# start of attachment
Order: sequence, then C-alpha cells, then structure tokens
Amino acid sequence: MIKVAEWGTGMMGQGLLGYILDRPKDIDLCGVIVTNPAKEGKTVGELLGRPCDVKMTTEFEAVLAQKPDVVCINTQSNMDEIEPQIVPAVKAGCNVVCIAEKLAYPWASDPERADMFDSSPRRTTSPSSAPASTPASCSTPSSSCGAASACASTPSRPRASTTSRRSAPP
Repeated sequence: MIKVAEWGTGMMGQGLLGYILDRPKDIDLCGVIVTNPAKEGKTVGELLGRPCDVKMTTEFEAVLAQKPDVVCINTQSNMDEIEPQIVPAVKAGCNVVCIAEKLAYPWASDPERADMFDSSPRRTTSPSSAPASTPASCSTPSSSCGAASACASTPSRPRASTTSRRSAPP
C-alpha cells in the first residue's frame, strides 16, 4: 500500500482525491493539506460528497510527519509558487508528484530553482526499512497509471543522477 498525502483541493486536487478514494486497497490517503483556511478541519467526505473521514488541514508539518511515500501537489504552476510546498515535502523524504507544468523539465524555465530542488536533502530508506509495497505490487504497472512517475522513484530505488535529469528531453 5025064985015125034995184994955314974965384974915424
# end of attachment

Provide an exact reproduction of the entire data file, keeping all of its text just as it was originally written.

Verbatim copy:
Order: sequence, then C-alpha cells, then structure tokens
Amino acid sequence: MIKVAEWGTGMMGQGLLGYILDRPKDIDLCGVIVTNPAKEGKTVGELLGRPCDVKMTTEFEAVLAQKPDVVCINTQSNMDEIEPQIVPAVKAGCNVVCIAEKLAYPWASDPERADMFDSSPRRTTSPSSAPASTPASCSTPSSSCGAASACASTPSRPRASTTSRRSAPP
Repeated sequence: MIKVAEWGTGMMGQGLLGYILDRPKDIDLCGVIVTNPAKEGKTVGELLGRPCDVKMTTEFEAVLAQKPDVVCINTQSNMDEIEPQIVPAVKAGCNVVCIAEKLAYPWASDPERADMFDSSPRRTTSPSSAPASTPASCSTPSSSCGAASACASTPSRPRASTTSRRSAPP
C-alpha cells in the first residue's frame, strides 16, 4: 500500500482525491493539506460528497510527519509558487508528484530553482526499512497509471543522477 498525502483541493486536487478514494486497497490517503483556511478541519467526505473521514488541514508539518511515500501537489504552476510546498515535502523524504507544468523539465524555465530542488536533502530508506509495497505490487504497472512517475522513484530505488535529469528531453 5025064985015125034995184994955314974965384974915424